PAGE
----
Be aware that this theme is not made up of whole cloth. Here's a 1911 ad from Chicago (posted at BoingBoing by Scott Edelman):

16 March 2011

Pioneers? Us?

My blogger friend Sank made of list of his 10 best for 2010. He recommended Death Benefits by Thomas Perry. It was a book I liked. Sank also like the Nick Adams stories by Hemingway and Ken Follett's World Without End. I like things those authors have written, too.

He recommended Sundiver by David Brin. He liked the themes of rebellion and adaptability and acceptance.

When I recently flew to California, I took along the Northfield Library's copy of Sundiver.

I tried reading it on the flight to Denver, during my layover there, and on the flight to Oakland. So many characters, such confusion, so few events. I got some good naps on those flights.

While not playing with granddaughters in California, I tried reading the book before sleep. It did put me to sleep.

After I got home, I struggled to read the rest of the book. Somewhere around page 150 of a 340-page book some things began happening. By then I'd skimmed enough to be confused and unable to distinguish one character from another, except for a couple. I had trouble making sense of descriptions of settings and events. Besides, I no longer cared about any of the characters -- even the protagonist.

Interesting ideas, yes. Well written, no. Interesting technologies, yes. Enthralling plot, no.

Of course, that's just one guy's opinions. A guy who got suckered by a century-old dead guy.


It was more than 50 years ago when I first read the story about Tom Sawyer and the fence Aunt Polly tried to make him paint. My reaction then, and when I read Tom Sawyer to young David a few years ago, was that Hannibal, Missouri must have been full of dumb, gullible, backwoods boobs.

Then Mark Twain, 100 years dead, proved me to be a dumb, gullible, backwoods boob, too. He sold me a copy of his so-called autobiography.

I was excited to read Twain's autobiography, and he sold it well. I bought a copy during the week of its release. "Don't publish this until I've been dead for 100 years," he said. The purpose was to allow him to say what he really thought without earning the enmity of the people he wrote about.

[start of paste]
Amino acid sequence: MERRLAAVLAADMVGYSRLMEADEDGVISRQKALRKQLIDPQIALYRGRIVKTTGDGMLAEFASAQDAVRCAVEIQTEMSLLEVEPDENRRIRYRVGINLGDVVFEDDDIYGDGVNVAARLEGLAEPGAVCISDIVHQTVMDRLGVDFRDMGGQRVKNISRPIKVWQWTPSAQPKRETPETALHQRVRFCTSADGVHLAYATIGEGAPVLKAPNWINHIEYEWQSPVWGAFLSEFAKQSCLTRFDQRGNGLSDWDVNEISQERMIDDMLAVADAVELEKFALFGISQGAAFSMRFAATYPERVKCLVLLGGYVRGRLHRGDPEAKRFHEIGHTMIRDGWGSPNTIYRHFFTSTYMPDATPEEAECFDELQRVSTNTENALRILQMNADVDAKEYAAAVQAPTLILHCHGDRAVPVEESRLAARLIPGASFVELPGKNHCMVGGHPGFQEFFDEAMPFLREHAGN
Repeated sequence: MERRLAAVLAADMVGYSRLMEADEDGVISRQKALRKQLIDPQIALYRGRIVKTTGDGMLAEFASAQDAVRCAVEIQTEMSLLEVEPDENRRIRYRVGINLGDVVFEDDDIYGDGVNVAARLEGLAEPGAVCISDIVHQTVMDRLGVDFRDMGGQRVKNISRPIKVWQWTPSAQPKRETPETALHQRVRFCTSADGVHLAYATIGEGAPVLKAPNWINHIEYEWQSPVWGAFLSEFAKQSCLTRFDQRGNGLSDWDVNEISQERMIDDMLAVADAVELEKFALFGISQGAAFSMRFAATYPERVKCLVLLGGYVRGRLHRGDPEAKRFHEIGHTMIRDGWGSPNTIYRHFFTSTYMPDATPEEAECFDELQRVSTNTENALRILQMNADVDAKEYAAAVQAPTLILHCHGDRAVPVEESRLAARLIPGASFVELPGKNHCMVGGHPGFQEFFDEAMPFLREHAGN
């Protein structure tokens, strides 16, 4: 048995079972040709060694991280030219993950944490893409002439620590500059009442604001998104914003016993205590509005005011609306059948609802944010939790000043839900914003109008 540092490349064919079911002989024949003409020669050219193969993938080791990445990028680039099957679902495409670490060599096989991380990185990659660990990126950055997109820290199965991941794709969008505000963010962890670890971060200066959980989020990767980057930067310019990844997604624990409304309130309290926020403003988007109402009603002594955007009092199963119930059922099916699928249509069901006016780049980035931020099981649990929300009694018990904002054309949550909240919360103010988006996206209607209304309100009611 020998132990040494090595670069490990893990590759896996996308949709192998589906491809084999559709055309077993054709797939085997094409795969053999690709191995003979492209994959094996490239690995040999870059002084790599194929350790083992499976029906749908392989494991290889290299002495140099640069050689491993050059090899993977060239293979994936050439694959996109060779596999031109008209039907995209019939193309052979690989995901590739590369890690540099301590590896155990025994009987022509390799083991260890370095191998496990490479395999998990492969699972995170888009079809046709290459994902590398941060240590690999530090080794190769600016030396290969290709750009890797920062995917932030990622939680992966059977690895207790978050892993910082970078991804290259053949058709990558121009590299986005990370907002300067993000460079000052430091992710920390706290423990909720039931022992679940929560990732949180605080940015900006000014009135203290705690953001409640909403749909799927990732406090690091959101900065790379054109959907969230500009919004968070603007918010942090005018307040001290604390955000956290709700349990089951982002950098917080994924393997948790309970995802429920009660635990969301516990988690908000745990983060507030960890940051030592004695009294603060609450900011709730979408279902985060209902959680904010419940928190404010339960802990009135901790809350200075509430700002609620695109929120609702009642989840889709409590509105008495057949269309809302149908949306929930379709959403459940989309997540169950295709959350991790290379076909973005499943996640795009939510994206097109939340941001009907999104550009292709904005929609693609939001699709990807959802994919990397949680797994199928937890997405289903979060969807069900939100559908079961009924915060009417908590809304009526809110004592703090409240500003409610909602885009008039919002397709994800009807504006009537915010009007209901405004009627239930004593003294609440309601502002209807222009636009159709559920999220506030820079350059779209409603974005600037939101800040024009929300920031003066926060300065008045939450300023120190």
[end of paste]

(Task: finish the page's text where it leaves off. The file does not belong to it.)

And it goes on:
Well, old guy, nobody cares about or even knows most of the people you wrote about. Even your good buddy General/President Grant is pretty much forgotten, except as a notorious drunk.

Twain might have begun doing an autobiography. Some of the opening chapters are about his family and the childhood he heard about, but was too young to remember. He quickly became bored with that. A few years later, he started again. The second time, he decided to write about what he was interested in and change topics whenever his interests change. Sometimes his interests waned in the middle of a story. Okay, most of the stories weren't interesting to start with.

Every once in awhile, Twain told a good one. In that way he resembled my blogger friend Sank. Twain would tell an amusing anecdote with some insightful commentary. Sank does it more often than Twain did. Those moments were why I kept reading (actually skimming). I kept at that skimming for over a month. Toward the end of the book, Twain goes on quite awhile about his daughter Susy, who died at age 24. It was touching and the man's pain was palpable. The book is 736 pages. Well, there are 276 pages of notes and index, but the few gems don't make the other 460 pages worth the effort. Twain needed an editor.

Oh, but there was a whole team of editors. Editors from the University of California. Instead of editing, they collected every little word Twain wrote with the note "autobiography" appended to it and put them all in this book. Well not all. They promise more volumes. Oh, goody.

I find myself in agreement with Garrison Keillor. He reviewed this book for the New York Times. If you want a more complete or informed consideration, read it. Skip the book.

Usually, I put a link here so you can easily buy a copy of the book. No link this time. Go the library, check out a collection of Twain's short stories and read those.